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FALL 2001-02
Volume 45, Number 1


Field Goals Vs. Academic Goals

The First Concern Was Our Students: President Coleman's Response to Terrorist Attacks

Fingerprints of CLAS: Personalizing Education in the University's Largest College

Changing Relationships of Children and Parents: Letting Them Grow and Letting Them Go

Putting Education to Work

Giving Credit Where Credit Is Due

Heading Off to College: The Big High-Wire Act

Music Under the Stars

Parent Times Briefs

University Calendar

The First Concern Was Our Students

President Mary Sue Coleman Introduction

Question:The events of September 11 caught the entire nation off guard. Where were you when the attacks began?

President Coleman:I was driving to Fairfield with Steve Parrott, director of University Relations. We were meeting with 200 teachers in the Fairfield School District on the important subjects they can teach students to prepare them for college. Three minutes before we arrived, the first plane hit the World Trade towers. We went in and asked the teachers if they would like to cancel in order to prepare their students for the news, but they wanted to talk to me—of course, at that time we didn’t know what really had happened. We did cut the discussion short, though. When we got back to the car, it was more horrible than anyone could imagine, so we rushed back to campus and went into immediate meetings on what we could do. The first concern was our students, both United States and international students, to make sure they would be safe. The Department of Public Safety joined us for meetings.

We sent an e-mail to everyone on campus—but it takes five hours to send the e-mails, so some arrived late. It expressed our horror at what had happened and said that classes would continue at the option of the professors, but they might want to make time for discussion of the events. We also lowered the flag on Old Capitol to half staff.

That night I had a regularly scheduled Fireside Chat for students in Mayflower Hall, and it was a standing-room-only crowd. The next day, students lined up to give blood in a drive they initiated, and they’re still coming to give blood.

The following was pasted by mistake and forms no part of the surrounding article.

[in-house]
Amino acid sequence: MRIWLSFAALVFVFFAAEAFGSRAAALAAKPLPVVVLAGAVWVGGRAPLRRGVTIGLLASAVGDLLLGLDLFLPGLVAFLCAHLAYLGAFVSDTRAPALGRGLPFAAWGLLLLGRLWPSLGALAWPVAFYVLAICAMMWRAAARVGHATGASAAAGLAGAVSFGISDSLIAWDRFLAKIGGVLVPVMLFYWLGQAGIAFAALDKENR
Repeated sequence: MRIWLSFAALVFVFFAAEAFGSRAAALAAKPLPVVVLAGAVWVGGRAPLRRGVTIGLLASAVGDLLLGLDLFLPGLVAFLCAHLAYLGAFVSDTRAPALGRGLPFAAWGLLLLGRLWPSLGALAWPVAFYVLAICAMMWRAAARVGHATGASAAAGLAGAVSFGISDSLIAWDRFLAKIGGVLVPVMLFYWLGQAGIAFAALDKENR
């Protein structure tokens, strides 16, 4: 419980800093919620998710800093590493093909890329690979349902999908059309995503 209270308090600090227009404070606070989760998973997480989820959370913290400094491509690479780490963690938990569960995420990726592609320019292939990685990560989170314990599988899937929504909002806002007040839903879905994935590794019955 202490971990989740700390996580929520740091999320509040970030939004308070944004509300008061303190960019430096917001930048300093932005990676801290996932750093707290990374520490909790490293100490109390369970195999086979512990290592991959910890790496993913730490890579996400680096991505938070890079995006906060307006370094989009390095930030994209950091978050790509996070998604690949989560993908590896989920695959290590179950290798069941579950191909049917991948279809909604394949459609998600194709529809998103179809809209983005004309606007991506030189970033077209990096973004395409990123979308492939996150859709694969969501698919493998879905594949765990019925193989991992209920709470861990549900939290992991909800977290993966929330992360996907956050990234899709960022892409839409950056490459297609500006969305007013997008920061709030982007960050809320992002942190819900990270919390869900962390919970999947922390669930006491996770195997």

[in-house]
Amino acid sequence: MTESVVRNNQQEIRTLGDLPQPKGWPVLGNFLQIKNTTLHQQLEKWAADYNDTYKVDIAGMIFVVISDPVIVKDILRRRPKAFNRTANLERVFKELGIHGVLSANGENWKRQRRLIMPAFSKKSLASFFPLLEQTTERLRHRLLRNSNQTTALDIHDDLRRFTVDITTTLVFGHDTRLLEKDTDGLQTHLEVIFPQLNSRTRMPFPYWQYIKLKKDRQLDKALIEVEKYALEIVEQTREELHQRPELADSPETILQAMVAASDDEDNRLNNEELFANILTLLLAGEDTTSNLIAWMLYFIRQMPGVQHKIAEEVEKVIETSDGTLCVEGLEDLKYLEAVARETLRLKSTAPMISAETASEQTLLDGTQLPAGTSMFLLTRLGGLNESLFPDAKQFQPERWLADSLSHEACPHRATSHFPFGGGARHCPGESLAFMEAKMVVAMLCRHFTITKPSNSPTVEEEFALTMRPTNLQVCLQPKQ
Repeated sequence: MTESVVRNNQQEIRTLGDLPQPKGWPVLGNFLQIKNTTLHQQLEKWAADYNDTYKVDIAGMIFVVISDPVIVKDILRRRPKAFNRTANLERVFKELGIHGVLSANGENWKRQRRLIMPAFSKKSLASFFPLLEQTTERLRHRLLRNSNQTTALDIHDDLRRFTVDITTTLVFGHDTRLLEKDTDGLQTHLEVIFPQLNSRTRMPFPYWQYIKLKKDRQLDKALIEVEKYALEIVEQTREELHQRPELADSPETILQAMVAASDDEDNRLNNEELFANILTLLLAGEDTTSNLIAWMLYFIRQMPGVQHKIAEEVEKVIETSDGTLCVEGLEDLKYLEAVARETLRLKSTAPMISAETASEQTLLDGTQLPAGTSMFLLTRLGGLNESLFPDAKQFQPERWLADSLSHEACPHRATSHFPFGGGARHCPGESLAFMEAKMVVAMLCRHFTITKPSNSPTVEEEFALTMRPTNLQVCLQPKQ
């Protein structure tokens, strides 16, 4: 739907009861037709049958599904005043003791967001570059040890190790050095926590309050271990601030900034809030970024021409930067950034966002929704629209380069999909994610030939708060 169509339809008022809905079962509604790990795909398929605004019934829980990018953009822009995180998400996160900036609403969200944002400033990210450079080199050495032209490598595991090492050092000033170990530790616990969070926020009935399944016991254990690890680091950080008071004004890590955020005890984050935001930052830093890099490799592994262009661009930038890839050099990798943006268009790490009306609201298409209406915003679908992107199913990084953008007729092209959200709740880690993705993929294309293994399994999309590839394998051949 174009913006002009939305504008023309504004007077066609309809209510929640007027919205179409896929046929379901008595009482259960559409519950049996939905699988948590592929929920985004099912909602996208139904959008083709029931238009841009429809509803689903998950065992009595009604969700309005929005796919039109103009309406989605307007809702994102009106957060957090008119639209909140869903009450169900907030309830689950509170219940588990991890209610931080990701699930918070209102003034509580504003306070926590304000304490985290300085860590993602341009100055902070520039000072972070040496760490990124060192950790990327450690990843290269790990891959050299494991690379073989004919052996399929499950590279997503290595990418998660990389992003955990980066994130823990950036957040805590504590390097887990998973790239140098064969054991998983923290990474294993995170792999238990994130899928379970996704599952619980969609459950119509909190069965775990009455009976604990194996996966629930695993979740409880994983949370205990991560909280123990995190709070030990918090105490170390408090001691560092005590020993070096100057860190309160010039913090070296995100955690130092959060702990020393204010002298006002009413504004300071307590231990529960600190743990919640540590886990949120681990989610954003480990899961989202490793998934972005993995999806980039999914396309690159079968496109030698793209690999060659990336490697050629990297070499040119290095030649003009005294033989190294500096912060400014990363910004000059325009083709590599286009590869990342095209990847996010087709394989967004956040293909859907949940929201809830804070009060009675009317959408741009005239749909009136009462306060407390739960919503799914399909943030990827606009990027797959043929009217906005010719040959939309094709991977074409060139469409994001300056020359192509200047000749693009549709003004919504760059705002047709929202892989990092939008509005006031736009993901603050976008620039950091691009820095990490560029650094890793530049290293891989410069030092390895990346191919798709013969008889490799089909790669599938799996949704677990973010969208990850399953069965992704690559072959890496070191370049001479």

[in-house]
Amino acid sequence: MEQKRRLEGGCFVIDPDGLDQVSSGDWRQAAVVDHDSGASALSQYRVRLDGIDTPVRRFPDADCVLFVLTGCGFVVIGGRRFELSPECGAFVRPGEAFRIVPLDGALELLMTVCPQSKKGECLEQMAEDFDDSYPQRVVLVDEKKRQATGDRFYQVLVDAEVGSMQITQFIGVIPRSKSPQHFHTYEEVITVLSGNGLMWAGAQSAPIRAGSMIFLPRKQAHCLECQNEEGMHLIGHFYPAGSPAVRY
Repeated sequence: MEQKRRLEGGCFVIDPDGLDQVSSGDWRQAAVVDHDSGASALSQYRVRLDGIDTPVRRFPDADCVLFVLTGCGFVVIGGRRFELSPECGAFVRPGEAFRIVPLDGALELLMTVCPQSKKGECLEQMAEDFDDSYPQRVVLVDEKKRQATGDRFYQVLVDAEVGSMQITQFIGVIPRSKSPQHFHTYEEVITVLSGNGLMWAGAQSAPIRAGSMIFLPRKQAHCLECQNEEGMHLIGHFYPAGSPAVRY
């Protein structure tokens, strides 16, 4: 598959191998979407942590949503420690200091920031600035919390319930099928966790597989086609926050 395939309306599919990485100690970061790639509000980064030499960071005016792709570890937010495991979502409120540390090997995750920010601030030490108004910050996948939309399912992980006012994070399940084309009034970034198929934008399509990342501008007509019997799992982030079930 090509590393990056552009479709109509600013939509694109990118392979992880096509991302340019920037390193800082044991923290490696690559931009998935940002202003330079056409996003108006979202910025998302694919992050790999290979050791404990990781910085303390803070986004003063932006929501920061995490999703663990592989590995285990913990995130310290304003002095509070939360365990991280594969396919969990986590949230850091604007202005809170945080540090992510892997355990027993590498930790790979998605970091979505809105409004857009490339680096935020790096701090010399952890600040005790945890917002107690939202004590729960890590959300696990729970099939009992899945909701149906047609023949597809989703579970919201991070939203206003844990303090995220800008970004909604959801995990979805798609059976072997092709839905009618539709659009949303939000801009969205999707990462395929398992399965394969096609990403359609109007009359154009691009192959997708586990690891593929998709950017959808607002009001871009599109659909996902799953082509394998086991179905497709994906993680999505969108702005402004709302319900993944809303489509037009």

The remembrance service on Friday was very helpful and the Association of Campus Ministers did a terrific job of planning it. I think the candlelight vigil on the Pentacrest also helped the campus community. I saw fraternity and sorority groups doing fund-raisers for the Red Cross on Saturday, which was wonderful.

Question:This was a highly emotional time. What did the University do to address the needs of students and instructors in understanding this tragedy?

President Coleman:We set up centers in the Iowa Memorial Union with trained counselors and also told students to contact counselors through the University Counseling Service. We told professors that it would be an individual decision, as it always is, about whether to hold class that day, but many did because students wanted to talk and needed a safe place to go. The Center for Teaching distributed some information to instructors Tuesday on how to handle the situation.

Question:Many Americans are confused as to why the U.S. was the target of this aggressive act. What questions have students been asking?

President Coleman:They have told me they want to know more about the Middle East, to see if they can understand what precipitated the attacks. They’re asking why people in the Middle East hate us. I think the important thing is to make opportunities for students to really talk about what’s going on.

Question:We know you were concerned for UI students studying abroad. How were you able to reach out and help them?

President Coleman:We put instructions on the Internet, telling them first to contact their families to assure them they were all right. We urged them to travel in pairs, avoid hitchhiking, notify their local contact of their intended schedules, and to avoid problem areas and areas frequented by large numbers of Americans. We suggested that they have phone cards available and know how to contact the police, and asked them to register themselves with the U.S. embassy in their country.

Question:Now we have the developing situation about mail being infected by anthrax, and we have heard that we have anthrax in one of our laboratories. Can you tell us what is being done to assure campus safety?

President Coleman:Since the first occurrence of anthrax in Florida, the entire country has been understandably nervous. I would like to assure parents that there has been no public health risk at the University. We are implementing appropriate security precautions in key areas around campus. Mary Gilchrist, director of the Hygienic Laboratory, a nationally recognized expert on biological hazards and bioterrorism, is working diligently with state agencies to reinforce security for potentially harmful agents at the lab.

Parents who have a concern about security or suspicious activity may please contact our Department of Public Safety at 335-5022. For suggestions or concerns that are not related to security, contact David Skorton, interim vice president for external relations ( You can keep updated at this website:


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